The bill must now be debated by the state senate, but it is backed by Democratic governor Ned Lamont’s administration.
The timetable is aggressive. The state solicitation for offshore wind would have to be issued within a fortnight of the governor signing the bill.
Tax credits for developing wind power in the US are expiring, so companies are rushing to start investing this year to get as much steel in the water as possible by 2023.
Significantly, the 2GW would be equivalent to the capacity of the state’s ageing Millstone nuclear power station.
The state is relatively small, with a population of some 3.6 million. In 2017, Millstone supplied 48% of Connecticut’s net electricity generation, according to government data.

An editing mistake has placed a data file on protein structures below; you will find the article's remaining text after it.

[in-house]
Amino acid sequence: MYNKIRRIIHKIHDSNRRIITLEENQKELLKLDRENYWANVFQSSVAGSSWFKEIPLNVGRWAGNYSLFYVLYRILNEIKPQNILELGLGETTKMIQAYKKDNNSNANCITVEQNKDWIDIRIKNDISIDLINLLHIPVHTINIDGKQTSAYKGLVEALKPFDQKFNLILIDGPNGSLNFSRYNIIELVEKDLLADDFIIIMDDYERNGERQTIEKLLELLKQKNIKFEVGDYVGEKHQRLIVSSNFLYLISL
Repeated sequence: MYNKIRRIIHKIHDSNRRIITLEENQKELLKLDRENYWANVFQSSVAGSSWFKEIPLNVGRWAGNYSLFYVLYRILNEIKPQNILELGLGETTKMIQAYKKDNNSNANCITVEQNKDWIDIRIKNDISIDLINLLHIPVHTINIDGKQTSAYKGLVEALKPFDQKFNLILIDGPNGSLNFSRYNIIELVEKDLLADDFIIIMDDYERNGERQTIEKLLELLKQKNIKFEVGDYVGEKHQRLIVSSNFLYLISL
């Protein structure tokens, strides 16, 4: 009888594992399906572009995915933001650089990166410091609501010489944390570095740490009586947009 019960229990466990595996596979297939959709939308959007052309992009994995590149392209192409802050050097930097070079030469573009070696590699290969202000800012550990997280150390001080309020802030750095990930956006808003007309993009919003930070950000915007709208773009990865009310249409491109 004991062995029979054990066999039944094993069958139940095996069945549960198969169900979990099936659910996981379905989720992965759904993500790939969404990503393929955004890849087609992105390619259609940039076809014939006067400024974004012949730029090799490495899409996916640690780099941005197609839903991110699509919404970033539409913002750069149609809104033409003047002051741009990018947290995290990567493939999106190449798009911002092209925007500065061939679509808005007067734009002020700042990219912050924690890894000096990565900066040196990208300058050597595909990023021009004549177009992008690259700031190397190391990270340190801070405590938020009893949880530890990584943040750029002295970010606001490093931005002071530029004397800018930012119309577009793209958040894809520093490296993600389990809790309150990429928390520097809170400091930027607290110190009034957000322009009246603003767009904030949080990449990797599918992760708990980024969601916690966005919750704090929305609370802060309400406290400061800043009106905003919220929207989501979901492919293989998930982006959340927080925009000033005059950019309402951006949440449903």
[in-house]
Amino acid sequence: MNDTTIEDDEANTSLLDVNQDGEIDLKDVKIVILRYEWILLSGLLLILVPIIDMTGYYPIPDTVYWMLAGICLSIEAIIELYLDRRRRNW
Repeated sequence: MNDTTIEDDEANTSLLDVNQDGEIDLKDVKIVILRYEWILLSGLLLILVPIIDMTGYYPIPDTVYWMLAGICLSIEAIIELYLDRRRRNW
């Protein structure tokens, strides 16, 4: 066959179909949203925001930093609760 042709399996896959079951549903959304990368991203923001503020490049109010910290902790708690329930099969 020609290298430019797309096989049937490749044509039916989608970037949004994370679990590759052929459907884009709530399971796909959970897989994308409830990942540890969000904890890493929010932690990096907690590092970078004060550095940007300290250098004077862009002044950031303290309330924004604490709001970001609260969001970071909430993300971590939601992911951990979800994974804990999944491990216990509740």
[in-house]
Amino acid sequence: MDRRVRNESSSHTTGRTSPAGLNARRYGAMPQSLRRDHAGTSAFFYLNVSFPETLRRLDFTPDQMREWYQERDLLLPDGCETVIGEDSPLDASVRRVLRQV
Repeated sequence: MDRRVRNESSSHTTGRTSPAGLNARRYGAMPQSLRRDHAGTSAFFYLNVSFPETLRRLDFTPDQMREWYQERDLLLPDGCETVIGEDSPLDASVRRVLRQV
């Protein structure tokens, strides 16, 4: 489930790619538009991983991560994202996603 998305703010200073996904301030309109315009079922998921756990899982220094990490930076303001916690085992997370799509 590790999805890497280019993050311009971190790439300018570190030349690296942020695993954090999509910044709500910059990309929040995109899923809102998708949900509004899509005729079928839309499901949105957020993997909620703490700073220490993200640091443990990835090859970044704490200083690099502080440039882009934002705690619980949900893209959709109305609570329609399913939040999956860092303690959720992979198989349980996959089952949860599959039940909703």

Connecticut utilities are already planning to procure 300MW of the output of Ørsted’s multi-phase 700MW Revolution offshore project. Twenty-year contracts for 200MW have already been approved by regulators.
Connecticut is also partnering with Bay State Wind — a joint venture of Ørsted and utility Eversource — to develop an offshore wind hub in New London to support the 800MW project.